Selena Juarez-Alvarado is a 28-year-old military wife and mother of two daughters, ages 13 and 9 years old.
It took her seven years to obtain her degree in Biology and Health with a 3.5 GPA; she is the first college graduate in her family this spring.
She has her hands full. With her husband deployed, she takes care of their two kids, has been a full-time student for the last two years, and is the PTA president at Vista La Mesa Academy and Girl Scout leader.
Some would consider her lucky because she does not have to work outside the home. But at a young age, she had to make her own decisions and take her future into her hands.
She said that at the age of fourteen she left her home due to years of sexual abuse and witnessing domestic violence. She was pregnant with her boyfriend’s child and they decided to live together.
Juarez took the birth of her daughter as if she was given a second chance in life.
“When I was pregnant, I could feel that mother-daughter love. My daughter saved me; she gave me that love that I really needed.”
She had to mature fast and take control of her own destiny, defying statistics that predicted that the young couple would not survive together. They have been together for 15 years. “I and my husband are very strong; we go hiking, we have dates.”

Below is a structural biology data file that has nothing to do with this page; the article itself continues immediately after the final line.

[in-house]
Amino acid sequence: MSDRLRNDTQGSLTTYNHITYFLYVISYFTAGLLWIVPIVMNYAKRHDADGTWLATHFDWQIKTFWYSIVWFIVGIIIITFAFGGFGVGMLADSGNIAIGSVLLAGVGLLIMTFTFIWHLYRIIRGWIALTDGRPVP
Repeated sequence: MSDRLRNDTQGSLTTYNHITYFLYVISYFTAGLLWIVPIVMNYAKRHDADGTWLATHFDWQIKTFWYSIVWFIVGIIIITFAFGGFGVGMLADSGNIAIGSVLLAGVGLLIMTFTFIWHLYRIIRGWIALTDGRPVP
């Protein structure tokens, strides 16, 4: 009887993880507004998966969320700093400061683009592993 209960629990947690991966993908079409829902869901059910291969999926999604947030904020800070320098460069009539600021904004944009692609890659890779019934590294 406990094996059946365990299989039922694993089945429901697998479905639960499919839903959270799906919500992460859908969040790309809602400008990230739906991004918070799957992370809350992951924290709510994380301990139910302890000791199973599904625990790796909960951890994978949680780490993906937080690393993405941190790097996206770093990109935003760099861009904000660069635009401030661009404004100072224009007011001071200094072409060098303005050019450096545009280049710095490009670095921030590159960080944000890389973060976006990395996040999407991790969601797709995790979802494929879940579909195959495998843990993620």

She got her life back on track and is hoping to transfer to Cal State-San Marcos or the nursing program at Grossmont College, whichever comes first. Selena’s goal is to earn a Master’s of Science in nursing and be a nurse practitioner.
“I am a scientist, but I am more a people’s person; I am somebody that cares. I chose this career because it is a different kind of interaction. I am going to help sick people in those crucial times.”
She was reluctant about participating at the graduation ceremony, but her 13 year-old daughter told her, “Mom, you have to walk.”
“I believe that seeing me will inspire other students to think… ‘I can do it too.’ ” And definitely she will be sending them a message about tenacity, hard work and perseverance, but above all, about the importance of education.
When asked why she decided to celebrate her graduation in a Chicano-Latina graduation, she said professor Enrique Davalos opened her eyes. “He inspired me with his classes; he made me proud of who I am; of my ethnicity, since we have had so many restrictions.”
“I want to inspire my daughters about my culture. I am proud of being a Chicana; but it shouldn’t matter our race, but meeting our goals.”
Juarez joined the MESA Program at City College with director Rafael Alvarez. There, he inspired her to want to achieve; it completely changed her outlook in the supporting system at City College.
Juarez says that instructors have a saying at the Mesa Program: “Be a creator and not a victim; making excuses is not going to get you anywhere.”
Her husband, Jesus Alvarado, 29, works in a Navy hospital and is taking biology at City College. He will be graduating in fall 2013.